I Wish I Were Incubated

Last week I attended Google For Entrepreneurs event in Wroclaw where I had a fireside chat on stage with Asier Rios about my career as an entrepreneur. I think I let Asier down as instead of bragging about how great Filmaster.TV is doing now, I focused on my (multiple) early mistakes in running a startup, the biggest one being: not going through an incubator. The conversation inspired this post.

Baby-resting-in-incubator

I did not even consider starting my first company in an incubator. Giving away some 5-10% of the firm for some ridiculous(ly small) amount of money seemed foolish to me. I chose the bootstrap path. That was the single worst decision I made and here is why.

Startups are different than other companies

When I founded Filmaster.com I was still working as a technical consultant in London’s Rule Financial helping City-based investment banks with their IT. I had 7+ years of experience as a programmer, and tech lead in small software houses and big companies in Poland, Germany and the UK. I thought I knew it all. But I knew shit. Sure I understood the process of creating software. But what I didn’t understand is that coding for a corpo is a totally different thing than coding for a startup. Startups don’t write lengthy software architecture documents. They don’t plan for more than a month in advance. The goal is not to come up with a perfect and complex product. The goal is to come up with a product that does one thing and does it right.

It sounds super simple but it’s in fact super hard. I read a lot about lean startups but I still thought I knew better. We’ve worked with my co-founder for 6 months and developed an IMDB clone with a personalized recommendations feature as a bonus. Why no one told us we were working on a wrong product? Becuase no one had a chance! We were developing the code in secrecy, without telling anyone what we’re doing! This would have never happened if we were in an incubator.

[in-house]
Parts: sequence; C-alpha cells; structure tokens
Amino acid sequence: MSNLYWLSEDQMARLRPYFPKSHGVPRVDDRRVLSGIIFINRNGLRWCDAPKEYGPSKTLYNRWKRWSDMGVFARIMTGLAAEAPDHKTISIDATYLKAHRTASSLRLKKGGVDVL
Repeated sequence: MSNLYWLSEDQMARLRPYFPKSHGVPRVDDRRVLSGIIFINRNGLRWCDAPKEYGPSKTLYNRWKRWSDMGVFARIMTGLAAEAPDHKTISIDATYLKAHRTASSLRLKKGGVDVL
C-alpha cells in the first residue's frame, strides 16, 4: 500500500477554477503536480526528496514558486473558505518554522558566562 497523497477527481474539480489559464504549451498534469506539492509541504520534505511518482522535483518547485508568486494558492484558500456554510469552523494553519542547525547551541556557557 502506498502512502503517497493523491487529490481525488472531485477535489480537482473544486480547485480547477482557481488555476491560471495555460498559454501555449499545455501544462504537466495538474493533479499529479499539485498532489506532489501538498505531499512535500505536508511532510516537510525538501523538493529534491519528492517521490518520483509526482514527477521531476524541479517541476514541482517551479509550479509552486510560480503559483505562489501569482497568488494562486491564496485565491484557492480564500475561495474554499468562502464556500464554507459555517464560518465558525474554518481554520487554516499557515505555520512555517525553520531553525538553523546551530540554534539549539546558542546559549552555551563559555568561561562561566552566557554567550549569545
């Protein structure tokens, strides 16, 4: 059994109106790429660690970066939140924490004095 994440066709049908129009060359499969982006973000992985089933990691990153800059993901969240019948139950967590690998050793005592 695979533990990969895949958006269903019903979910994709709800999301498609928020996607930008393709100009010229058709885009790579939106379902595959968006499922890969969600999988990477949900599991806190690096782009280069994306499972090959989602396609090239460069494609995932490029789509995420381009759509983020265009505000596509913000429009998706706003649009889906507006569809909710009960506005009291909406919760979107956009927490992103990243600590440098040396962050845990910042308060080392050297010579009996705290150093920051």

Smart money is smart

And then came the funding. We took the opposite of smart money. We applied for an European Union grant for innovative e-businesses and received 100k EUR to keep working on our startups. So we kept working, i.e. we started adding new features. We understood we did not have enough traction because we did not have enough features. What someone should have told us back then was: “Stop adding features! Start removing features and focus on this one feature that people will love your product for.” We’ve struggled like this for a year and burnt all the EU money.

This was a great lesson of entrepreneurship for me. I basically learned all the stuff that you learn over the three months of accelerating at ycombinator or one of its copies, i.e.:

  1. focus on MVP,
  2. iterate until you get traction,

but it took me 1.5 years and lots of frustration to learn it. Call me an idiot, but that’s my story.

Talk to mentors, get advisors!

I totally undervalued the importance of having mentors and advisors. I haven’t talked to people who knew this startup business much better than I did. I wasted so much time on trying to figure it all out by myself and what I should have done was simply outsource it to an incubator! The turning point for me was a meeting with Chris Kowalczyk, who later became our advisor. Of many other things, he contacted us with HackFwd, a seed fund which eventually invested in Filmaster in 2011. This was the smart money we needed from the very beginning and it changed a lot of things in how we work and how we see our products. It actually requires a separate blog post.

First-time entrepreneur? Choose an incubator!

My advice is clear. If you are a first-time entrepreneur, choose an incubator. There are many good ones, even in Europe. In Poland we have GammaRebels (they are currently accepting applications!) and Huge Thing. The latter had its demo day in London only a few days ago. I met most of their startups while mentoring in Startup Sprint and they made an amazing progress during of the programme. This shows the true value of such programmes. Good incubators turn startup amateurs into professionals in only 3 months. I think it’s worth the 10% of the company.

I’m not saying incubators are good for everyone. I probably would not choose to attend one if I was to start another venture right now as I think I’ve learnt it all the hard way. But if you are young, want to have your own company and don’t exactly know how to get started, incubators are the way to go.

Finally:



If you liked this post, follow me on Twitter for more: @michuk.